Discussion:
Jail stuck in dying
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Kristof Provost
2017-03-09 02:01:48 UTC
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Hi,

On a current box (r314933) I can’t seem to stop my jails.

It’s started like this:

jail -c name=test0 host.hostname=test vnet persist
vnet.interface=epair0b \
path=/usr/jails/jail1 exec.start="/bin/sh /etc/rc"

I terminate it with `jail -R test0`, yet the jail stays stuck in dying
state:

$ jls -a
JID IP Address Hostname Path
1 test /usr/jails/jail1

$ jls -na
devfs_ruleset=0 dying enforce_statfs=2 host=new ip4=inherit ip6=inherit
jid=1 name=test0 osreldate=1200023 osrelease=12.0-CURRENT parent=0
path=/usr/jails/jail1 nopersist securelevel=-1 sysvmsg=disable
sysvsem=disable sysvshm=disable vnet=new allow.nochflags allow.nomount
allow.mount.nodevfs allow.mount.nofdescfs allow.mount.nolinprocfs
allow.mount.nolinsysfs allow.mount.nonullfs allow.mount.noprocfs
allow.mount.notmpfs allow.mount.nozfs allow.noquotas allow.noraw_sockets
allow.set_hostname allow.nosocket_af allow.nosysvipc children.cur=0
children.max=0 cpuset.id=2 host.domainname="" host.hostid=0
host.hostname=test host.hostuuid=00000000-0000-0000-0000-000000000000
ip4.addr= ip4.saddrsel ip6.addr= ip6.saddrsel

I’ve tried debugging this, but the most I can say is that there
appears to be something wrong with the reference counting.
prison_deref() returns because pr->pr_ref is 3. There are no more jailed
processes running, so I have no idea why this happens.

The problem doesn’t appear to be related to vnet. I can reproduce it
without setting the vnet flag when creating the jail as well.

Regards,
Kristof
Dewayne Geraghty
2017-03-09 03:21:52 UTC
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Kristof, would you share your devfs.rules settings for the jail that
remains in a dying state.

I have a similar situation and similar jail.conf settings, in that I use:
allow.sysvipc; allow.socket_af; allow.raw_sockets;

However I have other jails that stop and can be restarted with the same
attributes; but different device rules.
So what's different? For the jail that gets stuck in state "dying"
devfs.rules:
add include $devfsrules_hide_all
add include $devfsrules_unhide_basic
add include $devfsrules_unhide_login
add path 'bpf' unhide
add path 'bpf0' unhide

As a side note: in my jail.conf I also have jid=3, ie
b3 { jid=3; ip4.addr = "10.0.7.91,10.0.5.91,127.1.5.91"; devfs_ruleset =
"7"; allow.sysvipc; allow.socket_af; allow.raw_sockets; }
(Yes its an application testing jail)

Regards, Dewayne.
Kristof Provost
2017-03-09 04:37:33 UTC
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Post by Dewayne Geraghty
Kristof, would you share your devfs.rules settings for the jail that
remains in a dying state.
My devfs.rules is entirely standard.
http://people.freebsd.org/~kp/devfs.rules

Regards,
Kristof
James Gritton
2017-03-09 14:51:58 UTC
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Post by Kristof Provost
Hi,
On a current box (r314933) I can’t seem to stop my jails.
jail -c name=test0 host.hostname=test vnet persist
vnet.interface=epair0b \
path=/usr/jails/jail1 exec.start="/bin/sh /etc/rc"
I terminate it with `jail -R test0`, yet the jail stays stuck in dying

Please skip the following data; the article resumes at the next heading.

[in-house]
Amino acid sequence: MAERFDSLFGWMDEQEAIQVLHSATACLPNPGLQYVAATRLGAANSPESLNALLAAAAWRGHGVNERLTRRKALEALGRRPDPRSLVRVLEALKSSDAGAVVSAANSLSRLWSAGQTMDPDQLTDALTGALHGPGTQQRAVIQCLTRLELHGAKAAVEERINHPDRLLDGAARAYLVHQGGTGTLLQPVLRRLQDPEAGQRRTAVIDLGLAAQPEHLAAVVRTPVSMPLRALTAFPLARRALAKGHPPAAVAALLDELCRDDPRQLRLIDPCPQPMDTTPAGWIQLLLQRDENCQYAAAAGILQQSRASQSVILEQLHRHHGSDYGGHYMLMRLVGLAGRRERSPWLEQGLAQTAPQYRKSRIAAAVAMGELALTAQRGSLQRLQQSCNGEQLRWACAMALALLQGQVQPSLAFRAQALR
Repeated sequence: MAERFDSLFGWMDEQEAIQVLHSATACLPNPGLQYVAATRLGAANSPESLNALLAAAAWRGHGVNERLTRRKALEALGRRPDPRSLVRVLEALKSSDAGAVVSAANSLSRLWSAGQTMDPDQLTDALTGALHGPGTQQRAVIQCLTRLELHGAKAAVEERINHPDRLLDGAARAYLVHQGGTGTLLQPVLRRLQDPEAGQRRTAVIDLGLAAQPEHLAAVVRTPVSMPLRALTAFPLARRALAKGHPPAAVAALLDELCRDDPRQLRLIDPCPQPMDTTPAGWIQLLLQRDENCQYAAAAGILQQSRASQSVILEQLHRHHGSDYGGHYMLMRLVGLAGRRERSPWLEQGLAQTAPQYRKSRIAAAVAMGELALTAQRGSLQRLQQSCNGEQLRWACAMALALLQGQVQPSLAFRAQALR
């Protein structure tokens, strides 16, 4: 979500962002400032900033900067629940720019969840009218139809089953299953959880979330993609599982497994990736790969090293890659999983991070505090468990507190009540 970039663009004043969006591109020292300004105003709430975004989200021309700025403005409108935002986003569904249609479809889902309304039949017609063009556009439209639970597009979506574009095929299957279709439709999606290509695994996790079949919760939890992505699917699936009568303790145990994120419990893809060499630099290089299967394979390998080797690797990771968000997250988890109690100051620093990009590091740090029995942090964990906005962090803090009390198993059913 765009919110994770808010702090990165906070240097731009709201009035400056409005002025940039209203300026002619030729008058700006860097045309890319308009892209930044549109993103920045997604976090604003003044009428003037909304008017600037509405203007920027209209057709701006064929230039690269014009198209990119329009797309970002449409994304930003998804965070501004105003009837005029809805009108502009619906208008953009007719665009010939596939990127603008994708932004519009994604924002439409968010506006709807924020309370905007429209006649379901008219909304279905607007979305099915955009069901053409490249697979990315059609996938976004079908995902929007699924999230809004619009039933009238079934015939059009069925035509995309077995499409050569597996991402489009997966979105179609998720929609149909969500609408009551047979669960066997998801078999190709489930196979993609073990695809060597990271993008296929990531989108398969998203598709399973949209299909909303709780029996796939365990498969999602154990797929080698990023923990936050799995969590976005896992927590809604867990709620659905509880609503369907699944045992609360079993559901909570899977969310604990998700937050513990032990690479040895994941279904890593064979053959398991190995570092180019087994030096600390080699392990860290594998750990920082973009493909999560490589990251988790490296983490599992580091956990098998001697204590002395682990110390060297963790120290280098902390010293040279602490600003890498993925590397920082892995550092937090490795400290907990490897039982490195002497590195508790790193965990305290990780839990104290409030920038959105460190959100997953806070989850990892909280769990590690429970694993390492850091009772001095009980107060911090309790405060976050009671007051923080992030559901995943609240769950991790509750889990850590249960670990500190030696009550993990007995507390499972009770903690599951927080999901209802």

$ jls -a
JID IP Address Hostname Path
1 test /usr/jails/jail1
$ jls -na
devfs_ruleset=0 dying enforce_statfs=2 host=new ip4=inherit
ip6=inherit jid=1 name=test0 osreldate=1200023 osrelease=12.0-CURRENT
parent=0 path=/usr/jails/jail1 nopersist securelevel=-1
sysvmsg=disable sysvsem=disable sysvshm=disable vnet=new
allow.nochflags allow.nomount allow.mount.nodevfs
allow.mount.nofdescfs allow.mount.nolinprocfs allow.mount.nolinsysfs
allow.mount.nonullfs allow.mount.noprocfs allow.mount.notmpfs
allow.mount.nozfs allow.noquotas allow.noraw_sockets
allow.set_hostname allow.nosocket_af allow.nosysvipc children.cur=0
children.max=0 cpuset.id=2 host.domainname="" host.hostid=0
host.hostname=test host.hostuuid=00000000-0000-0000-0000-000000000000
ip4.addr= ip4.saddrsel ip6.addr= ip6.saddrsel
I’ve tried debugging this, but the most I can say is that there
appears to be something wrong with the reference counting.
prison_deref() returns because pr->pr_ref is 3. There are no more
jailed processes running, so I have no idea why this happens.
The problem doesn’t appear to be related to vnet. I can reproduce it
without setting the vnet flag when creating the jail as well.
It's never about processes - dying jails are those that have no
processes but still have other references to them in the kernel. Those
"other references" are almost always through the cred system: crcopy()
calls prison_hold() to increase the associated prison's pf_ref, and
crfree() calls prison_free().

The hard part is tracking down just what might be holding such a
credential; there is nothing that points from a prison to its associated
creds. But it's almost always associated with the network stack. In
normal operation, a jail may stick around for a little while in the
dying state until its just-closed TCP connections time out. I've heard
report of NFS mounts associated with jails sometimes causing such
references that don't go away. There are of course many other places
that use creds, but most of them are in some way associated with
processes.

As long as the problem only manifests as jails in the dying list, the
easiest solution is to ignore it. As long as you don't have hard-coded
JIDs in jail.conf, you can re-create the jail and it will get a
different JID. The need for a particular JID isn't what it used to be,
and chances are you can get away with dynamically numbered jails. If
you want to track down what's holding the jail half-alive, it becomes a
matter of find out exactly what (probably network) resources a jail is
using.

- Jamie

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